February 11, 2020
The FCC C-Band Auction and the Future of 5G
- The Federal Communications Commission (FCC) recently announced plans to conduct a C-Band auction by the end of the year. This timely auction will be important for 5G and the technologies that rely on it.
- This analysis discusses how secondary market solutions provide the best option, but a timely public auction can minimize the potential costs of delays and the risks of falling behind on 5G leadership.
- This announcement, combined with the technology-related elements of the President’s FY2021 Budget, indicates next generation communication technologies and the emerging technologies they support are an administration priority.
5G and its potential applications are an exciting technology for a number of reasons, and the Federal Communications Commission (FCC) recently announced an auction for wireless spectrum that could speed the deployment of this technology. A faster auction will allow for the benefits of faster connectivity to reach consumers more quickly.
5G is exciting not just for its potential to provide faster service and more connectivity on wireless networks, but also as the potential backbone for many emerging connected technologies such as various smart home devices and autonomous vehicles. Already consumers can see benefits of this new technology, such as improving safety and connectivity at the Super Bowl, and wireless companies such as AT&T and Verizon are planning to offer 5G nationwide by the end of year.
Last Friday, FCC Chairman Ajit Pai announced draft rules for a public auction of the C-Band spectrum on December 8, 2020. This quick timeframe is important when it comes to this mid-band spectrum, which is a critical piece for deploying 5G. By setting an auction by the end of the year, Chairman Pai and other commissioners such as Mike O’Rielly recognize the need for smooth and quick transition that will continue innovation in next-generation communications technology.
The costs of a delay would be quite large both in lost consumer benefits as well as the potential opportunity costs. As AAF’s Will Rinehart previously pointed out, a two-year delay in the C-Band auction could result in a loss of $18 million in consumer surplus. These losses would be further exacerbated if litigation or bankruptcies caused more delays and increased costs. Waiting for Congress to act rather than allowing the FCC to go forward with the auction would also cause further delays that could drive up costs and could become another example of congressional inaction on tech policy issues. The FCC’s timeline for a December 2020 auction would minimize the potential costs of delays.
But the importance of a timely C-Band auction, and the American leadership in 5G that such a step would facilitate, extend beyond these costs. There are increasing concerns about what falling behind in 5G might mean for national security, particularly regarding China. A recent coalition letter pointed out “China has already pledged to make its C-band spectrum available for their wireless systems, giving them an alarming advantage in the development of the high-tech weaponry that is going to be essential to national defense in the coming years.” Given rising concerns about Huawei and its potential security risks, it is perhaps even more important to ensure U.S. companies are able to provide competitive and innovative alternatives and to encourage a timely auction and smooth transition for the C-Band spectrum.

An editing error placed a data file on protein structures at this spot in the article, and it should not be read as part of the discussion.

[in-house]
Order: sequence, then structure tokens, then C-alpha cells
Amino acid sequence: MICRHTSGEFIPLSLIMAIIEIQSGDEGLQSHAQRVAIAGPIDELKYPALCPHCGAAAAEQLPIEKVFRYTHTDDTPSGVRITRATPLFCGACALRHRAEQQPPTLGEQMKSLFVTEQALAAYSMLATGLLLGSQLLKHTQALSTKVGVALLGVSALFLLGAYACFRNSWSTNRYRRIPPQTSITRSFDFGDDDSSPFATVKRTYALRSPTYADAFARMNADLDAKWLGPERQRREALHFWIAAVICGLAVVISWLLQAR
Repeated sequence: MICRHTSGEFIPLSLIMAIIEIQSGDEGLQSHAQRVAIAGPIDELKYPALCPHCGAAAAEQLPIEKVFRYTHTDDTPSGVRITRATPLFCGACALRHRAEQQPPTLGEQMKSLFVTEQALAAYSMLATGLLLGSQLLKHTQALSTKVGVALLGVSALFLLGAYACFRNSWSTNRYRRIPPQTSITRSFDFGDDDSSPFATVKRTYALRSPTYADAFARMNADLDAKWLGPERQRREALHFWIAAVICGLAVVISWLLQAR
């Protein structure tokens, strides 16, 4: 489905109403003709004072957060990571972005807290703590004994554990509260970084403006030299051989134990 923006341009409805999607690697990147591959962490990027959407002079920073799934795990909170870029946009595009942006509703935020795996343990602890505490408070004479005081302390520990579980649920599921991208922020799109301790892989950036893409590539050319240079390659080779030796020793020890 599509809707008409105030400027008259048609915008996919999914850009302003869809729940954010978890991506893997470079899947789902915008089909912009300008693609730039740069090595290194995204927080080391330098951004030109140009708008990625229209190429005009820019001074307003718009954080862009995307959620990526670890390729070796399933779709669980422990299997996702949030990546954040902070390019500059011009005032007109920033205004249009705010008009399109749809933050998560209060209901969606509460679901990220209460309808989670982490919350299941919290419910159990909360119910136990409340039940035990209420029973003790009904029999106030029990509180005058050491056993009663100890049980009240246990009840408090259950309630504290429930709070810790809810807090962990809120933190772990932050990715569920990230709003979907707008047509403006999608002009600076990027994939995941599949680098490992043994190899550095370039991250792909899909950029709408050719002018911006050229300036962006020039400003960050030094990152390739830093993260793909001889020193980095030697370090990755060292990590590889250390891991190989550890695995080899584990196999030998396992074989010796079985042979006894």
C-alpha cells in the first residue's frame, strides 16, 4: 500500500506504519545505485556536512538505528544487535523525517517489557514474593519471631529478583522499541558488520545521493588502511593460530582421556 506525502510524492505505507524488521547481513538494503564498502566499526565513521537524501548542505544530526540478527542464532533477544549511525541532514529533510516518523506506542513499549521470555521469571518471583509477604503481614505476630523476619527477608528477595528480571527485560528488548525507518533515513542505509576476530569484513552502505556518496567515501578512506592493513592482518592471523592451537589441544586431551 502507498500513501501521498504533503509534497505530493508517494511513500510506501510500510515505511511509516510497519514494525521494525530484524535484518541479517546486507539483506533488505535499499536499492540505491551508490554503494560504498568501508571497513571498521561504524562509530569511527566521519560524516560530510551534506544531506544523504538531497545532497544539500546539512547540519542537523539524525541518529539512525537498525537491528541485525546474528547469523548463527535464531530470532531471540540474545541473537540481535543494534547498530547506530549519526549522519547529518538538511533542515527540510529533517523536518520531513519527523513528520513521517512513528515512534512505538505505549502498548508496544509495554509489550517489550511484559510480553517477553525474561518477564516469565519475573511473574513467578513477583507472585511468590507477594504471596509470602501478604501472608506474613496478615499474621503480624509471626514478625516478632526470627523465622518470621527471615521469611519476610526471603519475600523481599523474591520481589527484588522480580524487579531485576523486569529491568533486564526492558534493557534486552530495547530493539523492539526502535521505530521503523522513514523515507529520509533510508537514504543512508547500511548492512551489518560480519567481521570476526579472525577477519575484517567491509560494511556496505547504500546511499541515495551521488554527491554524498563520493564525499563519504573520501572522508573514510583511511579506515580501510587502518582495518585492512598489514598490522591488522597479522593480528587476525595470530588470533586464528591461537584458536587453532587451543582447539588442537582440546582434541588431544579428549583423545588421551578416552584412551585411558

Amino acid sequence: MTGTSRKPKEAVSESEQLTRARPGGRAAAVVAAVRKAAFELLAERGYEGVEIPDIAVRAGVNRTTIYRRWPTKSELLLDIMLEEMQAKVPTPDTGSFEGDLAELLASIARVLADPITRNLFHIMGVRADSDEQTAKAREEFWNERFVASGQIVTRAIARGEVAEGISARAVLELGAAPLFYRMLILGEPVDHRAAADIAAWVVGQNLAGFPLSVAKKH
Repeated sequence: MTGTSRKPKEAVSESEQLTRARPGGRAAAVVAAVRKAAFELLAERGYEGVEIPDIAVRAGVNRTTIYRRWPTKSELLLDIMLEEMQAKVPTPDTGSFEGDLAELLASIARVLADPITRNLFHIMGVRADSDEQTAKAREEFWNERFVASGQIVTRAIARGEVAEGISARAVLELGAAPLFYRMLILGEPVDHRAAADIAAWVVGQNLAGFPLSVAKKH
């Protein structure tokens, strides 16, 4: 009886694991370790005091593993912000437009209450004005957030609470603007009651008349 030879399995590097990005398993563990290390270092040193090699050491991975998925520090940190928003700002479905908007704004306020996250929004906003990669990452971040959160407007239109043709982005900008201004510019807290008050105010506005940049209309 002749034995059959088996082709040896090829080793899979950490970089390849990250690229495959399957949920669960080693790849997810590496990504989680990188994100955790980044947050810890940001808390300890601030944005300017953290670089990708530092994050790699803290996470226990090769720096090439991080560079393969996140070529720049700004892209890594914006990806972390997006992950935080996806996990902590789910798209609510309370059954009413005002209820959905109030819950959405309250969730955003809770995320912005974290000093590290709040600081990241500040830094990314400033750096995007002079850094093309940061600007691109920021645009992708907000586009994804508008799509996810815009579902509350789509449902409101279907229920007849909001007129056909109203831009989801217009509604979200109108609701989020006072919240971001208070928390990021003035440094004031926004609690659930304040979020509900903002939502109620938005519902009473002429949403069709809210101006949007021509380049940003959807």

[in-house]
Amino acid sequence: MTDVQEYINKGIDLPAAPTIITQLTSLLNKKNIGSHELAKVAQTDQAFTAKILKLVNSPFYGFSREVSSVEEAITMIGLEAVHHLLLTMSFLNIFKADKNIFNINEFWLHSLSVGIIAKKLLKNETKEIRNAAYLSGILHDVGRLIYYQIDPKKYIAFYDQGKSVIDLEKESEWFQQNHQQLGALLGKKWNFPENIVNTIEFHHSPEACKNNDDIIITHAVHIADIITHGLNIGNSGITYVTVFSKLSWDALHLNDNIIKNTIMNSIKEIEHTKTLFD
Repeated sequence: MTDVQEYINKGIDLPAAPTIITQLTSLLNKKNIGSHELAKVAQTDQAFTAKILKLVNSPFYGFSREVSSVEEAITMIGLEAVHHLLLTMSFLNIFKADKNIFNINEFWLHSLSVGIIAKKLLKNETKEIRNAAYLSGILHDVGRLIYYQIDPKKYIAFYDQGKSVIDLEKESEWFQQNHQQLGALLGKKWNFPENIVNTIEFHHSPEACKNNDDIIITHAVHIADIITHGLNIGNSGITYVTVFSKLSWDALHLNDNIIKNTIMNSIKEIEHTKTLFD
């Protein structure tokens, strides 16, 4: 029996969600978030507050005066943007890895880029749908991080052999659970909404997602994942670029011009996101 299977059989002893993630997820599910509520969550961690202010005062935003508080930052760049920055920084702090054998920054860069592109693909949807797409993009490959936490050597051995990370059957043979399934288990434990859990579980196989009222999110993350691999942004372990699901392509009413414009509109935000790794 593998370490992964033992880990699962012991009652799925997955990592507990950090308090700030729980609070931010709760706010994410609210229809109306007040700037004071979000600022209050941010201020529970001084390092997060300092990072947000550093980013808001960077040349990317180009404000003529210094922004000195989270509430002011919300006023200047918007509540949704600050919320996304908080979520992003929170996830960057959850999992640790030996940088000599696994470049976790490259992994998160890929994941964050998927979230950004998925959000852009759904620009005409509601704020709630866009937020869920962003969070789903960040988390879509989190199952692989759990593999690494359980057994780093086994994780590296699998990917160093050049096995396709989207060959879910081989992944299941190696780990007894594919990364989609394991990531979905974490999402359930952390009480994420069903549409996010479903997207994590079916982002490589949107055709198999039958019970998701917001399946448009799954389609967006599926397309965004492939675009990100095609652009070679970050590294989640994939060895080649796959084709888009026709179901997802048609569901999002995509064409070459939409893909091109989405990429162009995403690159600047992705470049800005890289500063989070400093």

While the FCC did not choose the private auction that might have provided the most adaptive and market-based response, the recent announcement of plans for an auction in December 2020 should help avoid unnecessary losses and encourage the rapid deployment of 5G technology. Coupled with announcements in President Trump’s FY2021 Budget to increase funding for both the FCC and the Department of Commerce for modernizing spectrum management (including modernizing and increasing spectrum auctions at the FCC), the announcement also indicates an administration priority on next-generation communications technologies such as 5G and the need to encourage proper incentives for the best usage.
While the C-Band auction is important to the roll out of 5G, so too is the public-policy approach to spectrum taken more generally. Given the growing number of connected devices, consumers and innovators will benefit from quicker deployment and more connectivity when currently underutilized spectrum is reallocated for more needed purposes rather than simply held by existing owners or agencies. While secondary markets could best encourage the most efficient and highest-valued allocation, ideally a public auction can take any diminishing of these incentives into consideration and attempt to redress them to achieve as similar a solution as possible.
Technology continues to move more rapidly and encouraging a market response to an otherwise scarce resource will help continue to encourage innovation and higher valued uses rather than the status quo or hoarding of resources. When it comes to 5G and the emerging technologies that will rely on it, a quick role out will be important to U.S. leadership. A timely C-Band auction can help ensure that.